The far Left and the far Right have agreed about few things in English history, but one of them is the iniquity of the Revolution of 1688–9, which mainstream opinion credits with the emergence of parliamentary rule and of constitutional and personal liberties. The Right’s case has been straightforward: the Revolution overthrew the legitimate monarch. To the Left, from radical Whigs in the late seventeenth century to Tony Benn in the late twentieth, the Revolution has seemed a missed opportunity and a betrayal. It failed to make the executive properly accountable, and did nothing for the poor and oppressed. When the dust settled, Stuart absolutism had merely yielded to the rapacious Hanoverian oligarchy.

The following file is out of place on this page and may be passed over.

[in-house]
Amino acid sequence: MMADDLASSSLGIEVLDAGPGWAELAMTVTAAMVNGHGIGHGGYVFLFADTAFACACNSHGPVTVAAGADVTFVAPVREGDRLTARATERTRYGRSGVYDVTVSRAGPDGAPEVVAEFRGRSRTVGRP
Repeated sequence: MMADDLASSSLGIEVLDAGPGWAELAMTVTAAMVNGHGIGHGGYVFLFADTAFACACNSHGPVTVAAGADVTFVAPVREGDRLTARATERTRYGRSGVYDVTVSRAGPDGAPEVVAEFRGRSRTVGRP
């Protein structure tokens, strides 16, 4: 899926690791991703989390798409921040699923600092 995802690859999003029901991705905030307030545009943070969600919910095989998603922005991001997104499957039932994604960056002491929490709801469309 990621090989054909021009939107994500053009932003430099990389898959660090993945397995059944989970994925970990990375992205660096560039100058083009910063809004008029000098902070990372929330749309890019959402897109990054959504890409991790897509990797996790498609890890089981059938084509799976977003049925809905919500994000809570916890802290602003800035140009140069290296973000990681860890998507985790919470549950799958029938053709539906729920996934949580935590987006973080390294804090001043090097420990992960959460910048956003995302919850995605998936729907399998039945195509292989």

Those Anglocentric laments miss what was arguably the greatest harm wrought by the winter of 1688–9: that done to Ireland and Scotland. Forty winters earlier, in 1648–9 – the real seventeenth-century revolution in the Left’s eyes – the English regicides had likewise toppled the ruler of three kingdoms, and had